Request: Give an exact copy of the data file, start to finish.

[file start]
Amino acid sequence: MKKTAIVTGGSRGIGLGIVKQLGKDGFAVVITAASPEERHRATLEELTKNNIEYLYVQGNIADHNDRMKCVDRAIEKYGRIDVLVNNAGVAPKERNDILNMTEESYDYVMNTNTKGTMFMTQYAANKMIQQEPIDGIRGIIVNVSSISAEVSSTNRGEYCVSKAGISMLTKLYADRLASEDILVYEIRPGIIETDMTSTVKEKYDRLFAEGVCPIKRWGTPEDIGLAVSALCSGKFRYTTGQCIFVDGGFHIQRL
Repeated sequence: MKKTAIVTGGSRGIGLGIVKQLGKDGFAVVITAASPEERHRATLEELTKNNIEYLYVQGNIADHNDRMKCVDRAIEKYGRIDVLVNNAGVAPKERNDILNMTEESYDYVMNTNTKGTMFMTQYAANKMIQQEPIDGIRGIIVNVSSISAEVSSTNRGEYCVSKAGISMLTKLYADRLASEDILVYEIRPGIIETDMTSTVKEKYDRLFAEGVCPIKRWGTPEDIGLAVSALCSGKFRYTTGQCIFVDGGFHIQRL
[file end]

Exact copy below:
Amino acid sequence: MKKTAIVTGGSRGIGLGIVKQLGKDGFAVVITAASPEERHRATLEELTKNNIEYLYVQGNIADHNDRMKCVDRAIEKYGRIDVLVNNAGVAPKERNDILNMTEESYDYVMNTNTKGTMFMTQYAANKMIQQEPIDGIRGIIVNVSSISAEVSSTNRGEYCVSKAGISMLTKLYADRLASEDILVYEIRPGIIETDMTSTVKEKYDRLFAEGVCPIKRWGTPEDIGLAVSALCSGKFRYTTGQCIFVDGGFHIQRL
Repeated sequence: MKKTAIVTGGSRGIGLGIVKQLGKDGFAVVITAASPEERHRATLEELTKNNIEYLYVQGNIADHNDRMKCVDRAIEKYGRIDVLVNNAGVAPKERNDILNMTEESYDYVMNTNTKGTMFMTQYAANKMIQQEPIDGIRGIIVNVSSISAEVSSTNRGEYCVSKAGISMLTKLYADRLASEDILVYEIRPGIIETDMTSTVKEKYDRLFAEGVCPIKRWGTPEDIGLAVSALCSGKFRYTTGQCIFVDGGFHIQRL